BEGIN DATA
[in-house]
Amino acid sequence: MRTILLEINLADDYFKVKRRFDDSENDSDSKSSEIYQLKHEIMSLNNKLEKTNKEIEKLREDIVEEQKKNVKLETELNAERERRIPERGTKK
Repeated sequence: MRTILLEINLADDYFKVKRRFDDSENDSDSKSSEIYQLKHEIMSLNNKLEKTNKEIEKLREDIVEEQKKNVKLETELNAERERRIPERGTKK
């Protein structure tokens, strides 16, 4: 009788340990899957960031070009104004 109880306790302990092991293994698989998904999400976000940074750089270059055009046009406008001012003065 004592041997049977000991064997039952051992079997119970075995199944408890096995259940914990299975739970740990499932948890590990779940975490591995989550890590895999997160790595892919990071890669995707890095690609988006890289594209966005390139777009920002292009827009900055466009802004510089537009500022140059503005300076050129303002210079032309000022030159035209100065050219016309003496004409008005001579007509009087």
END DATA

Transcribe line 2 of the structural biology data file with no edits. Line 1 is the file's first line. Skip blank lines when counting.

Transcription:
Amino acid sequence: MRTILLEINLADDYFKVKRRFDDSENDSDSKSSEIYQLKHEIMSLNNKLEKTNKEIEKLREDIVEEQKKNVKLETELNAERERRIPERGTKK